Moneybox

We Wasted Our Chance for a Quick Economic Recovery

A sign on a glass door says "You must wear a mask to enter" and shows a photo of a woman wearing a face mask.
Such is life. David McNew/Getty Images

Despite a nationwide shutdown of businesses and massive layoffs that left the unemployment rate higher than it has been at any time since the Great Depression, Americans’ personal incomes managed to rise by an astonishing 10.5 percent in April, or $1.97 trillion, the Commerce Department reported Friday, spiking well above their levels before the coronavirus crisis began tanking the economy.

The reason why was simple: The government cut an enormous number of checks (or, if we want to be technically correct, made a lot of electronic deposits). While wages and salaries fell significantly—as you’d expect when tens of millions of people lose their jobs—federal benefits more than made up for it. The vast majority of the bump came from the stimulus payments of up to $1,200 per adult and $500 per child that were included in the CARES Act, though the enhanced unemployment benefits helped too.

While incomes jumped, consumer spending cratered by 13.6 percent. In other words, Americans put a lot of money in the bank last month. The personal savings rate shot all the way up to 33 percent. (Back in January, it was just about 8 percent.)

Because so much of April’s rise was due to one-off cash payments, it’s likely that incomes fell back down a bit in May. But the fact that the government not only managed to stabilize Americans’ finances on the whole but also increase them enough to pad their savings should quiet some complaints about the CARES Act, the rescue bill Congress passed in March that was sometimes caricatured as doing more to help large corporations than actual families. The relief efforts haven’t been perfect—the efforts to help small businesses survive have been a mess, and it’s possible some people have fallen through the cracks. But the bottom line is that, despite early concerns about the speed of the relief effort, the government seems to have actually shoveled an enormous amount of direct aid out the door very quickly.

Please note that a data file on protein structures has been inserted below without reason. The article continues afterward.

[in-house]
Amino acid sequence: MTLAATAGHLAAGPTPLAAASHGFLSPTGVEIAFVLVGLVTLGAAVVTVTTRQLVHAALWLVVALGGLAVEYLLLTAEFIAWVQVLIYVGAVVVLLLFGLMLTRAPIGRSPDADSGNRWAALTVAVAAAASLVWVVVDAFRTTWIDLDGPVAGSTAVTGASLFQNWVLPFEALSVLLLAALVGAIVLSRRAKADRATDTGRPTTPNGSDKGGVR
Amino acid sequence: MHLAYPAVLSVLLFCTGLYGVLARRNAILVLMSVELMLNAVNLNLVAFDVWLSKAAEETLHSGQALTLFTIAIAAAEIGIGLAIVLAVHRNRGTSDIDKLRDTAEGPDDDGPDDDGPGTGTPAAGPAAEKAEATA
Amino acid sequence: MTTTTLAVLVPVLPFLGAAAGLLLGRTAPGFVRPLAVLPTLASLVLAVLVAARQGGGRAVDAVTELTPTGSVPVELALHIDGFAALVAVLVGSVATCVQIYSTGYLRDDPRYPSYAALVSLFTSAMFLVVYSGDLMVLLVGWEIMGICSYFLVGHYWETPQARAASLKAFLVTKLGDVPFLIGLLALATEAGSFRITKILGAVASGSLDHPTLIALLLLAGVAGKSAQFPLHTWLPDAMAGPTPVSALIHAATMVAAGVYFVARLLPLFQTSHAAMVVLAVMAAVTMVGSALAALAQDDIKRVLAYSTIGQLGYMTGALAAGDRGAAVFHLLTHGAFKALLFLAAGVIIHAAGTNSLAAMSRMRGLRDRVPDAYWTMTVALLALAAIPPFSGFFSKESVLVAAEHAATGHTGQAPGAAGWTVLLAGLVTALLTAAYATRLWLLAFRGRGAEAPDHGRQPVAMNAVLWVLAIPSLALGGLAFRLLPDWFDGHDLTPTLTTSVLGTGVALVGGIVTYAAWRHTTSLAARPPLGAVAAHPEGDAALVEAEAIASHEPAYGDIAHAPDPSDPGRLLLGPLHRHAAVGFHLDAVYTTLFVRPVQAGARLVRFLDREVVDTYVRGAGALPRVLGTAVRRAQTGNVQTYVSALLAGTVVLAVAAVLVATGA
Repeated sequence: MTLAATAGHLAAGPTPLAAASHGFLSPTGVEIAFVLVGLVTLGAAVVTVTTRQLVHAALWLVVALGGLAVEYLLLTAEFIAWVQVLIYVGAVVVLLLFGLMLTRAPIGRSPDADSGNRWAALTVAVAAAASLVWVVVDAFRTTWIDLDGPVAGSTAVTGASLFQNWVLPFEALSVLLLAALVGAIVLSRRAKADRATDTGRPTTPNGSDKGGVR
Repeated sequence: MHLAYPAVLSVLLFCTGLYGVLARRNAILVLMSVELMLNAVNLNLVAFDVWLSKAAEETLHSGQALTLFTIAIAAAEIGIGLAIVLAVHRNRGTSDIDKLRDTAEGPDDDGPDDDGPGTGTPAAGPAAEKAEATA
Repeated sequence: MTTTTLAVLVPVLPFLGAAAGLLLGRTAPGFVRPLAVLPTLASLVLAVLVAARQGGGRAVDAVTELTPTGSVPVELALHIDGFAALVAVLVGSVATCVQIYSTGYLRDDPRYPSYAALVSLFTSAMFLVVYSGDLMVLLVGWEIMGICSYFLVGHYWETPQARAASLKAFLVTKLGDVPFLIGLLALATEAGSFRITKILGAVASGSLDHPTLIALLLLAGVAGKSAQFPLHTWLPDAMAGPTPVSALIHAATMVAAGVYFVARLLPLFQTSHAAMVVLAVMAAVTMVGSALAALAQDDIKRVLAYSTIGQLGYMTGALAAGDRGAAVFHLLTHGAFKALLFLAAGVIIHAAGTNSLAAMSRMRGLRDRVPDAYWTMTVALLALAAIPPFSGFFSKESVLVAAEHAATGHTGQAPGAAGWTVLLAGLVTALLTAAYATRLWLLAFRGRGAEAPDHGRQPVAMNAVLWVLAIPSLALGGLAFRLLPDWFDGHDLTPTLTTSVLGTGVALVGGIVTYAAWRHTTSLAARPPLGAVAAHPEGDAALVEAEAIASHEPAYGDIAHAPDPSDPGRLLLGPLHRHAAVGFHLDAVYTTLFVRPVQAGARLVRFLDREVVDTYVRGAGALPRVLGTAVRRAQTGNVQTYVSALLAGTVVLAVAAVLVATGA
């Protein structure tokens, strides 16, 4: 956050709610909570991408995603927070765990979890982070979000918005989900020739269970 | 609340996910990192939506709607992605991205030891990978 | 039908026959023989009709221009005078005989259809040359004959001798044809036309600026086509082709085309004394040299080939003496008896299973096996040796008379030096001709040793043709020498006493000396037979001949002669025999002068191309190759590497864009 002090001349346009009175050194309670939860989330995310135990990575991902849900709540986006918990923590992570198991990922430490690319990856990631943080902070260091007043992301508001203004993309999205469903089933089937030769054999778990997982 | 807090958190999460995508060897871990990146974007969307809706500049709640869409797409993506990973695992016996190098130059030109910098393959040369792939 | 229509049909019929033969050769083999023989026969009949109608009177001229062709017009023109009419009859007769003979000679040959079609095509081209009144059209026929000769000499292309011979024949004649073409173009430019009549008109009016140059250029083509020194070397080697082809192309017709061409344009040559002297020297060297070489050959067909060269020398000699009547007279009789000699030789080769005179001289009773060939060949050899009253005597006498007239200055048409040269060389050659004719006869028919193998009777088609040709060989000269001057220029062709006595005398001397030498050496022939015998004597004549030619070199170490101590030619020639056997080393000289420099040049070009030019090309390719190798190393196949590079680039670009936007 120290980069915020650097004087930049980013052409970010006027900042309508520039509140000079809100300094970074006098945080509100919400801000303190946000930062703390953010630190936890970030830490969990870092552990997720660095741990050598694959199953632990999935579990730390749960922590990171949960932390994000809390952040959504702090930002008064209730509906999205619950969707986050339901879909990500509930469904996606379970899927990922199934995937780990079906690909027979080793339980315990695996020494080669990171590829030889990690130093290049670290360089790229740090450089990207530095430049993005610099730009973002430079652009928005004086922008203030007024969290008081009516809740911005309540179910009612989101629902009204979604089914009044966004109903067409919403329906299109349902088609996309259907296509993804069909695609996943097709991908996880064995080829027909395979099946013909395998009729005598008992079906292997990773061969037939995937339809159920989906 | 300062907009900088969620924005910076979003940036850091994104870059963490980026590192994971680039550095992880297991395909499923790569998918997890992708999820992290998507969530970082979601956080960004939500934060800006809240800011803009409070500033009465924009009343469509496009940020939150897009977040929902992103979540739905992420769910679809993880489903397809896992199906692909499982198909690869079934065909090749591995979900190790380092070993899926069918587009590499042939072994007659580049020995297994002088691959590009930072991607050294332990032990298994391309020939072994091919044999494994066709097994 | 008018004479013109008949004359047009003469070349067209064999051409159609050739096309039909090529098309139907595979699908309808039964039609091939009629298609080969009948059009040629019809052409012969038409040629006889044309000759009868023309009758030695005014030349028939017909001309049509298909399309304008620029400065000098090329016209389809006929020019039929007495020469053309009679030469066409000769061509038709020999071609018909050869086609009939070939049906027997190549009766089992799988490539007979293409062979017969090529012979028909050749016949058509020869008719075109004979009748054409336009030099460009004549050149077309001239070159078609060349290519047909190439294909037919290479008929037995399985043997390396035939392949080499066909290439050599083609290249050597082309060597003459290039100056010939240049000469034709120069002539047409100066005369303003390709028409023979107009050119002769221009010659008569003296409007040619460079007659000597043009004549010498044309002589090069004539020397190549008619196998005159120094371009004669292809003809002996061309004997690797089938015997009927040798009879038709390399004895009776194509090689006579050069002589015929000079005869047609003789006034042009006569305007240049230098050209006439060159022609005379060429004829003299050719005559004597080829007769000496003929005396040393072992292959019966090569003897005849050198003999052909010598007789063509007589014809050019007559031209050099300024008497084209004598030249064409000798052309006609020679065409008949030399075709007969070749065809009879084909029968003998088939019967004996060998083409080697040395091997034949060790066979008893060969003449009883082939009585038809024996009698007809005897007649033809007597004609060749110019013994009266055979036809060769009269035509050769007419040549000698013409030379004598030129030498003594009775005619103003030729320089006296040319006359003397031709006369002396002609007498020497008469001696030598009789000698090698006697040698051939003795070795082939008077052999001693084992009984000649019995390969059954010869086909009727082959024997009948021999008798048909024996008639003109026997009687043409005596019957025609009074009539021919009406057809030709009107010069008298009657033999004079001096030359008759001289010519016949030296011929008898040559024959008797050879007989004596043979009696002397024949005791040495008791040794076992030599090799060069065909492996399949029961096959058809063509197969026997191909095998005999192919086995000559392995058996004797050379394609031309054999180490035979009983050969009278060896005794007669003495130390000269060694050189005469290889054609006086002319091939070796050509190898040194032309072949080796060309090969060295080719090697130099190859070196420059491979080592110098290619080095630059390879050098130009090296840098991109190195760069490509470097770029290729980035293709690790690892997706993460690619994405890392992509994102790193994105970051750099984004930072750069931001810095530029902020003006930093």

If the coronavirus were actually under control at this point, it’s conceivable we’d even be poised for a quick economic recovery. After all, the April numbers suggest we’ve managed to keep households whole, on average. And as the crowded beach scenes across the country show, a lot of Americans are eager to get out of quarantine and spend some of the money they’ve been saving away. Unfortunately, the pandemic is still very much with us. Yes, the number of new cases each day is falling, but it’s still high, and we’re seeing flare-ups in a number of states where businesses are back open. And yes, the number of tests per day has risen significantly, but it’s still well below what most experts believe will be necessary for a successful, long-term suppression, and the national strategy to ramp up testing further that the Trump administration finally revealed last week was widely criticized by experts as inadequate (in part because it mostly punts responsibility to the states). As long as this virus is only partially contained, it seems unlikely the economy will return anywhere close to its full potential. Public health rules will continue limiting businesses like restaurants, retailers, and movie theaters. Some customers will still shy away from going out; a lot of families may put off big purchases until they finally see normality on the horizon. In the meantime, we have to hope that Congress’ next support package offers families and businesses enough support so that the economy doesn’t suffer another damaging shock—which is what will probably happen if, say, enhanced unemployment benefits suddenly expire before people can get back to work.

It’s possible that even with better leadership, we’d still be facing a long, wheezing economic slog ahead. After all, plenty of countries not run by Donald Trump have had trouble whipping this virus. But it’s not hard to believe that a swifter national shutdown and a more coordinated national testing strategy at least would have left us in a slightly better position to have the sort of V-shaped recovery the president wants so badly. Congress seems to have successfully bought time by just handing Americans money. Unfortunately, the White House wasted it.

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